Obviously, it depends on exactly how important or present the particular NPC is going to be, but I tend to be very fast and loose with assigning NPC numbers unless I know they are going to play some significant role in the upcoming adventures.
For example, if the PCs end up in a situation where I suddenly need stats for the town guard, I just pick some numbers that sound appropriate and go with it.
Jim-Bob, Town Guardsman: Attack +3 (longsword, 1d8+1), AC 14, Hit Points 10
This process takes me about 10 seconds. I just pick and choose and don't worry about the details like strict BAB, Save and Skill Point balances. In most situations, that's generally all I need. Now, if the PCs begin showing interest in interact with Jim-Bob beyond a standard "help him/attack him" capacity, then I'll start to fill out other things as need.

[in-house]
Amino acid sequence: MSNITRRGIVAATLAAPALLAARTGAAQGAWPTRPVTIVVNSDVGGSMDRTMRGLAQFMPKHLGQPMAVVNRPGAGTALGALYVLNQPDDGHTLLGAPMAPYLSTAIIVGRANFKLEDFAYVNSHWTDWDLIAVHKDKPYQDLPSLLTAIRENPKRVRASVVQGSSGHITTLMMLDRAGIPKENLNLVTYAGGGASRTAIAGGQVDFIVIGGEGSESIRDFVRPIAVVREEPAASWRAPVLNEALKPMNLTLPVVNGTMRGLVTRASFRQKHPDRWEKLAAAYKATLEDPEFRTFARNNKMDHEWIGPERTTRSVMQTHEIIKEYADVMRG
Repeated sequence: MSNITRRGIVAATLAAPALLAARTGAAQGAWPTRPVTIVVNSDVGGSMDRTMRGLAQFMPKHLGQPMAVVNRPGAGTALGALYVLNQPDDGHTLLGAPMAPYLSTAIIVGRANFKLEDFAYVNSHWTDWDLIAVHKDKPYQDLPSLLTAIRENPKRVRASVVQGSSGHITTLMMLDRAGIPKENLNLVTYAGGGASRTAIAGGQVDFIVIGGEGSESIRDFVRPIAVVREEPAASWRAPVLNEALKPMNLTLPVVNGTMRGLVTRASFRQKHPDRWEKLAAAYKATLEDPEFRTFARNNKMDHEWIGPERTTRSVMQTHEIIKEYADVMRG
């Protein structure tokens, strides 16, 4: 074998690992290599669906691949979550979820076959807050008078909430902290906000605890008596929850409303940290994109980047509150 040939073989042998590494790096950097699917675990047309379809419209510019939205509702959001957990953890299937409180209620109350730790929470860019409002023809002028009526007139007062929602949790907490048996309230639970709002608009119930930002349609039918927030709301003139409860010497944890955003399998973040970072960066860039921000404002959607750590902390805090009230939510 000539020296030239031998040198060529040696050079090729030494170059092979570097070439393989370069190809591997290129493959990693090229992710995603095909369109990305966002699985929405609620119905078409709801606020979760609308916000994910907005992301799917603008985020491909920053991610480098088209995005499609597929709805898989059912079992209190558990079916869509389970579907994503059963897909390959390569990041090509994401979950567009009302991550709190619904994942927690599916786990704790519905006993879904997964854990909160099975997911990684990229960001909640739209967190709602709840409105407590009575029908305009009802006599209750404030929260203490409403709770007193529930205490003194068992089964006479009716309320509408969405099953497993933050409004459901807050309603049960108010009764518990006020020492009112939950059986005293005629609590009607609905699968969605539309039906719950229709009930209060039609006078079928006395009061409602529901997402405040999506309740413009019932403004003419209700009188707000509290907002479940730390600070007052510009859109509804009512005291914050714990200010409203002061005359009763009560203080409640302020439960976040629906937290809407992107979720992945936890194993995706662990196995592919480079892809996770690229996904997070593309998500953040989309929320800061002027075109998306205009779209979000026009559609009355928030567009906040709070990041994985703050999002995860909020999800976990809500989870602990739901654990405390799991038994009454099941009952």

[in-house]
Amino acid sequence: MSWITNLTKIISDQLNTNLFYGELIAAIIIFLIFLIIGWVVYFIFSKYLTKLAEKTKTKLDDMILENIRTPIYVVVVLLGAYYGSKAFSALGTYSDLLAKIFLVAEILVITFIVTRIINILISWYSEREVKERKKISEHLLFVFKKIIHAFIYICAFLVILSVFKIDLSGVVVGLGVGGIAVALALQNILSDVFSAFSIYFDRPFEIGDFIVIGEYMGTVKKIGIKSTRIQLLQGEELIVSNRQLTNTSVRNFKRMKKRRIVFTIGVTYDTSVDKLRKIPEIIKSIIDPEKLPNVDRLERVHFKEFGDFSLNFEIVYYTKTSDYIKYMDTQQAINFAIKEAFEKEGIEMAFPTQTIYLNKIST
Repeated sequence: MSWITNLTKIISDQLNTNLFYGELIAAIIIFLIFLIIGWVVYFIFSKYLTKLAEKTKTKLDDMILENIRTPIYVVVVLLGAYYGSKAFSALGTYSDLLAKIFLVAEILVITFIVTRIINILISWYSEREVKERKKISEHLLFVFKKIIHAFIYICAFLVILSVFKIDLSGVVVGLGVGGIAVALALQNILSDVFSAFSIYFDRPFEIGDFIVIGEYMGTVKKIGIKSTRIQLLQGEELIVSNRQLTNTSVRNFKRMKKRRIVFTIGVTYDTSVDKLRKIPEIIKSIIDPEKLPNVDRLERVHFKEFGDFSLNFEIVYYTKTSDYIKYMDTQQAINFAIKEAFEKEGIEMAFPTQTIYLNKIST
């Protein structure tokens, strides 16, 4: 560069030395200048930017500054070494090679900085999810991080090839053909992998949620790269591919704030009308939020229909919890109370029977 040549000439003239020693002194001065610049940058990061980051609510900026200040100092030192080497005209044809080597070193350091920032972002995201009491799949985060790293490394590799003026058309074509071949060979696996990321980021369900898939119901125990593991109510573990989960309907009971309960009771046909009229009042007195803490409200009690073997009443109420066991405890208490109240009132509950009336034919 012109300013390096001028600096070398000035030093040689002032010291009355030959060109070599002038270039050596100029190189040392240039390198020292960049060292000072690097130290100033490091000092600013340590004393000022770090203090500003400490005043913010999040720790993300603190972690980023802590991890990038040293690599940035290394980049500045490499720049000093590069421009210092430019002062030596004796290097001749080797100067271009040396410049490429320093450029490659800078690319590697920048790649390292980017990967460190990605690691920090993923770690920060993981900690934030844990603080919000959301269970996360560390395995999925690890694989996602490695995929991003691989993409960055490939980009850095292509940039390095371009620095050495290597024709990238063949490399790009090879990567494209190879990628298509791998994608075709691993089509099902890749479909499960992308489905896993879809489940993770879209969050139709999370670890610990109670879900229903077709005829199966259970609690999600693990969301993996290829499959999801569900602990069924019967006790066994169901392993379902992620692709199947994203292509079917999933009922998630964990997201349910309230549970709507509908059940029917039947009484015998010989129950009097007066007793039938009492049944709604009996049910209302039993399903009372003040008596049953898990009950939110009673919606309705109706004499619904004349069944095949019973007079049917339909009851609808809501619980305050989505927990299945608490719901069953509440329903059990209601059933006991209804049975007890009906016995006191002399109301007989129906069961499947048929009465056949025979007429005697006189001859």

Jim-Bob's surname is "Hunting". He is married to seamstress named Emaline. They have 2 sons and a daughter, all under the age of 10. They are devout church-goers and often spend time at Emaline's family cottage in the hill country a half-day's ride from town.
This extra detail will take a couple mintues to fully solidify, one piece developing at a time. Where Jim-Bob develops from there is based upon what the campaign and PCs demand of him.
Generally speaking, I let common sense prevail and fill in the blanks when they are needed and I try to avoid needless rules detail. Afterall, in all probability, the PCs would never know if I gave Jim-Bob 3 ranks of Appraise, so I won't spend that effort unless I think it is needed.
HARRY DRESDEN — WIZARD
Lost items found. Paranormal Investigations.
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